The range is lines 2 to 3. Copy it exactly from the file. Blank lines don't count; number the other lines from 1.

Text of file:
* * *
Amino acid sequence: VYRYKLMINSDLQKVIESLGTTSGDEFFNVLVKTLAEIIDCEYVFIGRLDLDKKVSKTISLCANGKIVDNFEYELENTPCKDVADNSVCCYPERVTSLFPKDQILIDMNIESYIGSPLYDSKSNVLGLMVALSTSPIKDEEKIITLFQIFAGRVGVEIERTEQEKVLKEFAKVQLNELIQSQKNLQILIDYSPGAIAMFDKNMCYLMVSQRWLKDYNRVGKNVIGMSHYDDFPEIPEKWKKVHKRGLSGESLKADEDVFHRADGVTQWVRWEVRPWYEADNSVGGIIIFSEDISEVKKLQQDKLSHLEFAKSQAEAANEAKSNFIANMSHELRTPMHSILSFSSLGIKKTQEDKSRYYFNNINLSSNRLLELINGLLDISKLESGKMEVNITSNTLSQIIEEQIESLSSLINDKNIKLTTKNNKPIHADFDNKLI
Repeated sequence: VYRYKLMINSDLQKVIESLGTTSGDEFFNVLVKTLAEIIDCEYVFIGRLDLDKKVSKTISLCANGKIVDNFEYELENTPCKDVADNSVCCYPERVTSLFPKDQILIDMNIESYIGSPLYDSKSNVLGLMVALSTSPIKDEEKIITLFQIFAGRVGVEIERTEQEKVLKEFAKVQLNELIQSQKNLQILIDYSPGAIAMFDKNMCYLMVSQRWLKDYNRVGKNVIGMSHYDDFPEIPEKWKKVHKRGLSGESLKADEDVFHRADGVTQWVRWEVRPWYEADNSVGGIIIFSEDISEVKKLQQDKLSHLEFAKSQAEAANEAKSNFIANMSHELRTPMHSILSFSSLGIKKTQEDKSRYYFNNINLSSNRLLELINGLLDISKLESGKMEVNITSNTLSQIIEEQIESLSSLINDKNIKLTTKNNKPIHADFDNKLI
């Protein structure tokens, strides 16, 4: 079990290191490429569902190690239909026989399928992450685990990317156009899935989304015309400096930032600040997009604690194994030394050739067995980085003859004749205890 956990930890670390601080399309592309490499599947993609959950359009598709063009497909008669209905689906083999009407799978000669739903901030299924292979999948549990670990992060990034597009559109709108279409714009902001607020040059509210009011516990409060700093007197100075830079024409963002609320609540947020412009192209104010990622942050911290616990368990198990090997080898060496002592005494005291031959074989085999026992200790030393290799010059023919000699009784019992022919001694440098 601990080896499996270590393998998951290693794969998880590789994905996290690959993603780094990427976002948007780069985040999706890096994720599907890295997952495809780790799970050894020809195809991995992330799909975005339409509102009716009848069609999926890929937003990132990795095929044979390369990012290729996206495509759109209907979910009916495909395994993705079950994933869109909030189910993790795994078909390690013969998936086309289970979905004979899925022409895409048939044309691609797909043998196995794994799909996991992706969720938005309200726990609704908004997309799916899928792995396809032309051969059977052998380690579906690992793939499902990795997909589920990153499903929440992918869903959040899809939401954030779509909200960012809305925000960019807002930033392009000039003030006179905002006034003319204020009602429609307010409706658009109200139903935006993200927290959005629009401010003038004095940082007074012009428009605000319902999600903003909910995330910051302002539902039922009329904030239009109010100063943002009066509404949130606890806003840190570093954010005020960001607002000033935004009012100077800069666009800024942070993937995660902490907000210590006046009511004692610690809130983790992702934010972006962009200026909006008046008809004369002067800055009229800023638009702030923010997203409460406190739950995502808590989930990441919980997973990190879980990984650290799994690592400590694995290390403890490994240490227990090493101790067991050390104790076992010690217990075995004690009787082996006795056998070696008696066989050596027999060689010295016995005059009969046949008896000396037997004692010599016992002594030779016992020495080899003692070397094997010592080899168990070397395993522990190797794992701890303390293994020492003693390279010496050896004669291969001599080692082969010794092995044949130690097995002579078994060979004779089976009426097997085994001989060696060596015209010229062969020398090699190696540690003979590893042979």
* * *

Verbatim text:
Repeated sequence: VYRYKLMINSDLQKVIESLGTTSGDEFFNVLVKTLAEIIDCEYVFIGRLDLDKKVSKTISLCANGKIVDNFEYELENTPCKDVADNSVCCYPERVTSLFPKDQILIDMNIESYIGSPLYDSKSNVLGLMVALSTSPIKDEEKIITLFQIFAGRVGVEIERTEQEKVLKEFAKVQLNELIQSQKNLQILIDYSPGAIAMFDKNMCYLMVSQRWLKDYNRVGKNVIGMSHYDDFPEIPEKWKKVHKRGLSGESLKADEDVFHRADGVTQWVRWEVRPWYEADNSVGGIIIFSEDISEVKKLQQDKLSHLEFAKSQAEAANEAKSNFIANMSHELRTPMHSILSFSSLGIKKTQEDKSRYYFNNINLSSNRLLELINGLLDISKLESGKMEVNITSNTLSQIIEEQIESLSSLINDKNIKLTTKNNKPIHADFDNKLI
């Protein structure tokens, strides 16, 4: 079990290191490429569902190690239909026989399928992450685990990317156009899935989304015309400096930032600040997009604690194994030394050739067995980085003859004749205890 956990930890670390601080399309592309490499599947993609959950359009598709063009497909008669209905689906083999009407799978000669739903901030299924292979999948549990670990992060990034597009559109709108279409714009902001607020040059509210009011516990409060700093007197100075830079024409963002609320609540947020412009192209104010990622942050911290616990368990198990090997080898060496002592005494005291031959074989085999026992200790030393290799010059023919000699009784019992022919001694440098 601990080896499996270590393998998951290693794969998880590789994905996290690959993603780094990427976002948007780069985040999706890096994720599907890295997952495809780790799970050894020809195809991995992330799909975005339409509102009716009848069609999926890929937003990132990795095929044979390369990012290729996206495509759109209907979910009916495909395994993705079950994933869109909030189910993790795994078909390690013969998936086309289970979905004979899925022409895409048939044309691609797909043998196995794994799909996991992706969720938005309200726990609704908004997309799916899928792995396809032309051969059977052998380690579906690992793939499902990795997909589920990153499903929440992918869903959040899809939401954030779509909200960012809305925000960019807002930033392009000039003030006179905002006034003319204020009602429609307010409706658009109200139903935006993200927290959005629009401010003038004095940082007074012009428009605000319902999600903003909910995330910051302002539902039922009329904030239009109010100063943002009066509404949130606890806003840190570093954010005020960001607002000033935004009012100077800069666009800024942070993937995660902490907000210590006046009511004692610690809130983790992702934010972006962009200026909006008046008809004369002067800055009229800023638009702030923010997203409460406190739950995502808590989930990441919980997973990190879980990984650290799994690592400590694995290390403890490994240490227990090493101790067991050390104790076992010690217990075995004690009787082996006795056998070696008696066989050596027999060689010295016995005059009969046949008896000396037997004692010599016992002594030779016992020495080899003692070397094997010592080899168990070397395993522990190797794992701890303390293994020492003693390279010496050896004669291969001599080692082969010794092995044949130690097995002579078994060979004779089976009426097997085994001989060696060596015209010229062969020398090699190696540690003979590893042979």